One pill a day HIV treatments such as atripla, stribild and eviplera have the same rates of virological failure, drug resistance and side-effects as multiple tablet regimens, according to a meta-analysis. Single tablets cost the UK’s National Health Service (NHS) five times more but have unproven clinical benefits, Andrew Hill of the Chelsea & Westminster Hospital said.
Typically, new drugs stay on patent for 20 years. This means that the pharmaceutical company which originally developed the drug has the exclusive right to sell it. Following this, other manufacturers can produce generic versions of the drug, which are equivalent to the branded product, but are typically 80% cheaper. The NHS has been encouraging the increased use of generic equivalents wherever possible across a wide variety of health conditions.
With the NHS currently spending £411m a year on antiretroviral drugs alone and the number of patients expected to keep on growing, there is a particular need to control this spending. Generic versions of efavirenz, lamivudine, ritonavir, zidovudine and nevirapine are already available in the UK. Within the next three years, tenofovir, abacavir, lopinavir, atazanavir and darunavir will also come off patent.
However pharmaceutical companies often use a strategy known as “evergreening” in order to extend the period of time in which they have patented products in the market. One form this can take is the development of fixed dose combinations and single tablet regimens. For example, lamivudine (epivir) was first produced in 1990. Although the patent on this expired in 2010, GlaxoSmithKline had by then produced a pill that combined lamivudine with zidovudine(combivir) which remained under patent until 2013. They also combined lamivudine with abacavir inKivexa, which they will have the exclusive right to manufacture until 2019. Furthermore, the company has recently launched a one-pill-a-day HIV treatment, triumeq, which puts lamivudine, abacavir and dolutegravir into a single tablet regimen. Another example of “evergreening” is Gilead’s tenofovir alafenamide fumarate (TAF), an alternative formulation of tenofovir that is safer for the kidneys and bones. While TAF was discovered in 2001 it will probably only be launched a few months before the original drug’s patent expires in 2017.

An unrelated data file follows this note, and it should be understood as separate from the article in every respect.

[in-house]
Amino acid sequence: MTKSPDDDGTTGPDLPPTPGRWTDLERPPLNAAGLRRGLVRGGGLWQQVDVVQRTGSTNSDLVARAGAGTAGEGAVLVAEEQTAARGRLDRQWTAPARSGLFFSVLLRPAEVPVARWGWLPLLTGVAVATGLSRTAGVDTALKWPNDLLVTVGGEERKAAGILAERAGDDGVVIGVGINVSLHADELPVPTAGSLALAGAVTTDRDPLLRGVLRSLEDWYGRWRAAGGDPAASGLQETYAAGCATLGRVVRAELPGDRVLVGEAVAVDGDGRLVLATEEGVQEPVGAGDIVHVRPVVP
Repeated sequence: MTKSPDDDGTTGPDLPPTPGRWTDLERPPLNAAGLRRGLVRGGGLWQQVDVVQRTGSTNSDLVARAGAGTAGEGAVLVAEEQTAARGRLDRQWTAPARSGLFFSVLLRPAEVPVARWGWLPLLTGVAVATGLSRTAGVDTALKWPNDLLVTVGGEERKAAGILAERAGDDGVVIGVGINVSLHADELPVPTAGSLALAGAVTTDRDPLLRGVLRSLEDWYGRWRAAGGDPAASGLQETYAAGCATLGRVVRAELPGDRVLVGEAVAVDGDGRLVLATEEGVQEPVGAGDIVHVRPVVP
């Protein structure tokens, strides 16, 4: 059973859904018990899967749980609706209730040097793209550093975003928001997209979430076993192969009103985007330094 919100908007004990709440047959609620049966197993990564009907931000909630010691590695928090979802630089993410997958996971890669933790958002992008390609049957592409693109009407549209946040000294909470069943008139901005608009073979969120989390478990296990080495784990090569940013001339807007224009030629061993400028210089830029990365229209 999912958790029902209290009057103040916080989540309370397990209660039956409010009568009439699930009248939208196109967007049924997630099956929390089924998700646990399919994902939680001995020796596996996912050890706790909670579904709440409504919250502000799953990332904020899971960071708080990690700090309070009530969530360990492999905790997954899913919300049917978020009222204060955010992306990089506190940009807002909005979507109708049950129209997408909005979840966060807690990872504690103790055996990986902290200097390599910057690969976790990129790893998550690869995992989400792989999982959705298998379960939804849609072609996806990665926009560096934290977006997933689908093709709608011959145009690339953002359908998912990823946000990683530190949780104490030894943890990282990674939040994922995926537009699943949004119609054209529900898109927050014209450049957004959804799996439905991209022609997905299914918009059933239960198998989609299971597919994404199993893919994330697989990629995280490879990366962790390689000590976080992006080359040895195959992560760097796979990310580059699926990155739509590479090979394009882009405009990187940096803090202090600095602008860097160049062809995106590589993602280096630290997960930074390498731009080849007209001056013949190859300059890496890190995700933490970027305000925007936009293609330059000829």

The development of single tablet regimens may meet a demand from patients and clinicians for treatments that are more convenient and easier to take, but can the high price tags be justified by better patient outcomes? Antiretroviral regimens made up of generic drugs in three separate tablets typically cost less than £1,000 per person per year. Branded single tablet regimens cost between £4,500 and £7,400 per person per year.
In order to find out whether there are any differences in clinical outcomes that could justify the increased costs, Hill and colleagues conducted a systematic review and meta-analysis, pooling the results of randomised trials which compared co-formulated antiretrovirals with individual components. Included are five older trials in which, for example, the fixed dose combination kivexa was compared with its individual components, abacavir and lamivudine. Participants needed to take an additional drug (a protease inhibitor or non nucleoside reverse transcriptase inhibitor) separately and some trials involved twice-a-day regimens and four more recent trials in which single tablet regimens such as atripla, stribild and eviplera were compared with the use of regimens of three or four tablets.
A total of 2,568 patients took part. All the single tablet regimen trials involved people who were already stable on antiretroviral therapy and virally suppressed switching to a new regimen. The lack of randomised studies in patients beginning HIV treatment for the first time is a limitation. But Hill said that if pharmaceutical companies believe that single tablet regimens really are better for new patients, it’s up to them to run the randomised controlled trials to demonstrate this. Observational cohorts – which provide a lower standard of evidence and are subject to biases in patient selection – were not included.